Cravenly resorting to commercial solutions in underwater solenoid valves

I’m having trouble with the upper valve that will allow air to be released from the hull (thus decreasing buoyancy and giving some downward thrust).  I mean, I’m having trouble with everything, but that’s why I’m doing this, right?  Anyway, I decided to order a couple underwater solenoid valves in the hope that I could stick one in the robot and have it work (hahahahaha).  I found several suppliers in China listed on this site, and settled on Nuoling Pneumatic.  Most of the other options either weren’t waterproof, were too big, didn’t support a 12 V power supply, or had a large minimum order size. The two I bought were $12.35 each, which is less than I was expecting (although the shipping was $55 for two units).

Underwater solenoid valve from Nuoling Pneumatic

Underwater solenoid valve from Nuoling Pneumatic

The valves were a lot bigger and heavier than I expected.  You can see it’s basically a big chunk of brass connected to the waterproof electrical components.  Fortunately it’s easy to take apart:

Inner workings of a solenoid valve.

Inner workings of this solenoid valve.

The valve assembly consists of three parts: the brass base; a rubber gasket connected to the spring-mounted iron solenoid core; and a metal sheath that encloses the core, bonded to the upper brass component.  (The solenoid is mounted on the metal sheath.)

Inside the solenoid valve's brass base.

Inside the solenoid valve's brass base.

The above photo shows the structure inside the brass base.  Notice the arrow indicating the expected direction of flow through the valve.  The rubber gasket seals the inner aperture, and the pressure of the incoming fluid is dispersed around the perimeter of the large outer chamber so that it doesn’t push the gasket up.  When the solenoid is activated it pulls the iron core up, which pulls the gasket away from the inner aperture.  Fluid flows under the lifted gasket into the aperture until the solenoid is de-energized, at which time the iron core is released and the spring return pushes the gasket against the aperture’s lip to seal it back up.

Solenoid valve specification.

Solenoid valve specification.

This label shows the valve’s specification, including the desired 12 V power supply.  In fact, I tested with a fully charged 7.2 V Li-ion battery and it still actuated in air.  The operating pressure label is a little disconcerting, as the datasheet the supplier sent me specified a working pressure of up to 500 kPa.  A 0.10 kgf/cm^2 pressure corresponds to less than 10 kPa.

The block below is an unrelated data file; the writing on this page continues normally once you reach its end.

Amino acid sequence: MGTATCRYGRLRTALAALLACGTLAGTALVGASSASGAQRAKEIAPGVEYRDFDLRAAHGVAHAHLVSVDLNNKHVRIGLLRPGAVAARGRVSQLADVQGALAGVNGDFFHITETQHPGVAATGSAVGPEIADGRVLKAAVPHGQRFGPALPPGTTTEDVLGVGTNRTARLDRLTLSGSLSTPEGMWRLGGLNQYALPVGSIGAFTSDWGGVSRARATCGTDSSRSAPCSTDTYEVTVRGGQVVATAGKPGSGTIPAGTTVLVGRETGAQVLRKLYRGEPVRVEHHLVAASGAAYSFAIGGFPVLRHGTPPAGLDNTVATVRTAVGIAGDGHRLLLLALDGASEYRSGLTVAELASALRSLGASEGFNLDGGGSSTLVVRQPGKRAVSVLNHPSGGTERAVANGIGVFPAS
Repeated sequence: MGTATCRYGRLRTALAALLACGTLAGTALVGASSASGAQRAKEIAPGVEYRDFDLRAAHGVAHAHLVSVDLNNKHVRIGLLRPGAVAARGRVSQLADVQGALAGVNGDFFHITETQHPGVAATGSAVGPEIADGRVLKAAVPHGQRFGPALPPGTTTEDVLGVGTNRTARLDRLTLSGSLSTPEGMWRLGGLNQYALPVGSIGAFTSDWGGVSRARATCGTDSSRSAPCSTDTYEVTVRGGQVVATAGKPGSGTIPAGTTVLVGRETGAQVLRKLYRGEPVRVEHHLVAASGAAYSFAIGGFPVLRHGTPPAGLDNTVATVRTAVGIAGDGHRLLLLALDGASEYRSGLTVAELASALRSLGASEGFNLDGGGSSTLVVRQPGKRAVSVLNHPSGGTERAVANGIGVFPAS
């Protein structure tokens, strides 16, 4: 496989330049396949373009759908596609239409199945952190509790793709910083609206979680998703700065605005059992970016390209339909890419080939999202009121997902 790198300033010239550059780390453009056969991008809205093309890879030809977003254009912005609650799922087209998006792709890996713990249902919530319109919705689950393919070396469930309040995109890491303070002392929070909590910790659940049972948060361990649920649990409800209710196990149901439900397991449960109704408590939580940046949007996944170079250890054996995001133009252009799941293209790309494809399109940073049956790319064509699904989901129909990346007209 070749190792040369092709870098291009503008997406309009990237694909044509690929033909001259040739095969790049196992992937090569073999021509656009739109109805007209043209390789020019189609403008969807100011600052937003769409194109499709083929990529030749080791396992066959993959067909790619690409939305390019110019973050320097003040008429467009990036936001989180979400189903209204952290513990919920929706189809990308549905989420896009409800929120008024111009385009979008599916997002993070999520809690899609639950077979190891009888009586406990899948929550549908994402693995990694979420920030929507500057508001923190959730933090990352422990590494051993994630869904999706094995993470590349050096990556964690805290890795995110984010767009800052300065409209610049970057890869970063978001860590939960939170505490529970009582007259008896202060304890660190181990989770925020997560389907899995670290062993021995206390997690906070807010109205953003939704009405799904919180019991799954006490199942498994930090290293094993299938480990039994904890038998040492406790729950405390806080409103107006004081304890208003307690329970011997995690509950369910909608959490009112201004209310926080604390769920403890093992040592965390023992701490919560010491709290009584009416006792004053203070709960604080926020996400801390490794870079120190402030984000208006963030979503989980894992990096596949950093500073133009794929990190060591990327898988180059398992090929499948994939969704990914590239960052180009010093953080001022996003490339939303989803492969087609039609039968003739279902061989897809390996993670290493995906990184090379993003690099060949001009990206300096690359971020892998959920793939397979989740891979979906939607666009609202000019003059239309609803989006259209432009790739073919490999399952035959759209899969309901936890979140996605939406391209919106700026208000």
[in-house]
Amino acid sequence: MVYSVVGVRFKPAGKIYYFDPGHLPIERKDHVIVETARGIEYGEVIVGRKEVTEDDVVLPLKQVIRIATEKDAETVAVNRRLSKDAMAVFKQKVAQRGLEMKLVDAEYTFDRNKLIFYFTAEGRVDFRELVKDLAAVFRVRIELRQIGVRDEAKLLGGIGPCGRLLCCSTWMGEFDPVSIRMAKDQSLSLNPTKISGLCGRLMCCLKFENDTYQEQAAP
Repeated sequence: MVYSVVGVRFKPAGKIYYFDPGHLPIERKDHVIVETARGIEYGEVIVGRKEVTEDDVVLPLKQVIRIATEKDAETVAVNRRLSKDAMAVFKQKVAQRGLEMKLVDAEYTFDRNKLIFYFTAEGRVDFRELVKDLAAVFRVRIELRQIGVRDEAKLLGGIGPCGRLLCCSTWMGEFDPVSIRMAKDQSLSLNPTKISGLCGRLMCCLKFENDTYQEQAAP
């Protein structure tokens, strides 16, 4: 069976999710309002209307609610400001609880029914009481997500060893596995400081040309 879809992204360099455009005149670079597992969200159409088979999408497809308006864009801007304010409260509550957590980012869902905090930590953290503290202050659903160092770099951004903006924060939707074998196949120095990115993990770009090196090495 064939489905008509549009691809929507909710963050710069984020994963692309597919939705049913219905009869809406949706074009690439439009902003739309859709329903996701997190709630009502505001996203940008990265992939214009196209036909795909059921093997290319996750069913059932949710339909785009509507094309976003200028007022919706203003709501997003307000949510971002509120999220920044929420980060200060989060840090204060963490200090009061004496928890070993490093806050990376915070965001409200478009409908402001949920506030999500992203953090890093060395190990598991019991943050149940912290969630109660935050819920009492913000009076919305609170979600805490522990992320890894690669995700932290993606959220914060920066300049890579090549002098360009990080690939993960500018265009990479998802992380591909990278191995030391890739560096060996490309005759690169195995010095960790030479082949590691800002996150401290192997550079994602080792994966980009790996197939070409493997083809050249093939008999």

The valve's waterproof solenoid.

The valve's waterproof solenoid.

The solenoid is made of a copper winding connected to some nice, solid leads.  The winding is coated in an encapsulant, which is a pretty thin layer of some kind of urethane-like material, and wrapped in a fabric mesh to hold everything together tightly.  I haven’t tried it underwater yet, but this part (housed in the black casing in the photo at the top of this post) is exposed to the environment so I assume it’s actually waterproof.

This may turn out to be the most useful part of the valve.  I don’t think I can justify putting all that brass and steel in my underwater robot, it’s just too heavy.  By a happy coincidence, the valve I made previously fits perfectly inside this structure, so hopefully I can just mount this solenoid on my existing valve (or maybe an elongated version of the current valve.  I tried, and my spring return is too strong–the compression spring on the solenoid’s iron core is surprisingly febrile–but this gives me hope that I can cut it down further and reduce the amount of force needed to pull the valve open.

One problem I foresee is that in my configuration, the transvalve pressure will be pushing the valve closed, so the deeper the robot, presumably the more force is needed to open the valve.  It’s not a big deal, it will just limit the robot’s depth, which is better than making the robot unrecoverable.  I’ll be happy if the stupid valve opens at all.

One thought on “Cravenly resorting to commercial solutions in underwater solenoid valves

  1. Pingback: Underwater Solenoid Valve Remake | Neil's Log Book

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